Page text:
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winning the battle until the Sutoku side burned down the castle, causing Tametoto to escape and eventually be captured. Although he is a hero, Tametoto becomes a tragic loser because his defeat was not his fault, but rather the mistakes of others, particularly Yorinaga. According to Paul Varley's definition of a tragic loser-hero, Tametoto failed partially due to a fault of others causing his decreased state, reminding him of earlier times of fame and glory. Tragic loser-heroes always have an ever-faithful follower and their inaction ultimately contributes to their defeat. Such is the case with Minamoto no Yoshitsune from the Heike Monogatari narratives, who fails due to political ineptitude and poor handling of Kajiwara no Kagetoki. Despite their flaws and poor decisions, tragic loser-heroes are relatable and evoke a sense of understanding from readers.The underdog characteristic of fictionalized narratives and the warrior spirit are both linked to the concept of a tragic loser-hero in “Warrior of Japan”. This original has a significant place in Japanese literature. The Failed Loyalist Hero is a specific subtype characterized by their self-denying loyalty to Emperor Godaigo and the southern tribunal, which often leads to their death in battle. Readers are drawn to the extreme self-sacrificing loyalty displayed by these characters, which is explained as a highly respected virtue in Japanese history and literature. The failed stalwart is distinct because these characters do not become outstanding until the Taiheiki, where imperial loyalism is firmly established. Prior to this period, warriors may have had loyalty to their commanding officers and emperor but not to the extent that they could be considered failed stalwart heroes. Despite their differences, there are many similarities

between these heroes, most notably their tragic underdog status.The main contrast between a loser-hero and a tragic loser-hero lies in the fact that the latter suffers from a personal fault, which leads to their downfall. While sometimes this difference distinguishes them clearly, commonalities between the two can also blur the lines. The failed stalwart hero does not have as many similarities as the other types, but still shares traits such as being a skilled warrior and possessing loyalty. However, the failed stalwart hero's loyalty ultimately leads to their ruin. Overall, hero types may differ, but they all share characteristics that reflect the warrior culture of their time period, such as devotion, respect, loyalty, courage, and honor. The reason why Paul Varley emphasizes these differences is because they are vital to understanding Japanese literary war narratives and have been appreciated since early writings.According to Varley (56), dramatic characters play a significant role in Japanese literature. This is why he focuses on examining the hero originals which are inherently tragic and sometimes include agony, as they are an important component of the literature. The warriors' narratives, which were often fictionalized and embellished, indicate that something about Japanese culture at the time enjoyed a good story, often for reasons beyond the basic factual details of what took place. An excellent example of this is the frequently exaggerated tale of the loser-hero Tametoto. While based on a real person, his character was often greatly exaggerated and propelled to fabulous levels through retellings. In actuality, he was just a regular or even exceptional warrior. The development of Tametoto's character and other characters throughout Japanese history suggests an affinity in Japanese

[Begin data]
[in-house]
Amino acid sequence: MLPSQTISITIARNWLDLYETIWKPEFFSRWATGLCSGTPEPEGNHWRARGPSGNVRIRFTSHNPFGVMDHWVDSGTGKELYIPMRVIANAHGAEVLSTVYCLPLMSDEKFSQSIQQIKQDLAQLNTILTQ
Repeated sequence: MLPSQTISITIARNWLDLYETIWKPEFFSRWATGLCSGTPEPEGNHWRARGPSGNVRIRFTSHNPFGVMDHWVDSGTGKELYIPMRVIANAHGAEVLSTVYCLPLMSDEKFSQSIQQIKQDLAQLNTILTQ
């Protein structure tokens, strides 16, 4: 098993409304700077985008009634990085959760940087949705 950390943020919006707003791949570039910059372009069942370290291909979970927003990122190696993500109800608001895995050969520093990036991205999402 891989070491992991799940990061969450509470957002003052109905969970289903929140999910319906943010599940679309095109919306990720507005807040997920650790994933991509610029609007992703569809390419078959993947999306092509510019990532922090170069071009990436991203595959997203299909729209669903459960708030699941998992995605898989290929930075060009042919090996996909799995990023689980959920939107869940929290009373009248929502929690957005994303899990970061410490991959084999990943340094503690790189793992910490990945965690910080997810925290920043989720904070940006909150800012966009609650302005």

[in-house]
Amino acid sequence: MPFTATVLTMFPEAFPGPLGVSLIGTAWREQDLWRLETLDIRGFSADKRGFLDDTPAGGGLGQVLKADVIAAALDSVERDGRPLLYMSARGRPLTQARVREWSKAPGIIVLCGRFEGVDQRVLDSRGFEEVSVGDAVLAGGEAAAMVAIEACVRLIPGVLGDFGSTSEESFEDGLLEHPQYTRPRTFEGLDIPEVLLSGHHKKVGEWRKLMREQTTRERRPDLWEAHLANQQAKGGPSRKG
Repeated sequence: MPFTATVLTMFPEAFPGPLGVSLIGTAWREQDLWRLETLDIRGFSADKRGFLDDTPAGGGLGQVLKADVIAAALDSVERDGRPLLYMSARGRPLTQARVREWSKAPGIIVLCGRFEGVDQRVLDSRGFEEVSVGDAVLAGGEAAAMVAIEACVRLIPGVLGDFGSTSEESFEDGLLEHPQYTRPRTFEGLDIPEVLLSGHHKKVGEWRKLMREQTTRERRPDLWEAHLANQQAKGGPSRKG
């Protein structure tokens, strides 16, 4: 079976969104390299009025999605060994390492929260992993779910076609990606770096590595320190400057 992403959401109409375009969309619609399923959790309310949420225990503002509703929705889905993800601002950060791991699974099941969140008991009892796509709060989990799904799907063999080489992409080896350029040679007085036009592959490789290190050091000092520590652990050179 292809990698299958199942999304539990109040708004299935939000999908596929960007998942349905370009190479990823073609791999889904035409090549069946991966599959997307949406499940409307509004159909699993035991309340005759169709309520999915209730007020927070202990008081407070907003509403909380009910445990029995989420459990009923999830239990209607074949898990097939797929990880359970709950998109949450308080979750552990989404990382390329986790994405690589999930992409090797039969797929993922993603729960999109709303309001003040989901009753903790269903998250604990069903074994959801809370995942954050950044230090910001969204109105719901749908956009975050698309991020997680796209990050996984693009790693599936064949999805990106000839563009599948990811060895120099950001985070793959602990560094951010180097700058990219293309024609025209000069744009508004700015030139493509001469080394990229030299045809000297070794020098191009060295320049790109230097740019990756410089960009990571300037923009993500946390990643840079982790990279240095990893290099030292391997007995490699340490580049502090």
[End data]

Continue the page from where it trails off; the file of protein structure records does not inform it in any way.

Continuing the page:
culture and literature for theatrical and compelling narratives. While one can speculate about the reasons for this, Varley emphasizes that his study focuses on the three hero originals discussed because of their inherent importance and presence in Japanese history and literature.Varley.Paul H. (1994) describes the way in which Warriors were depicted in the War Tales of Japan. The focus is on the relationship between war and civilization.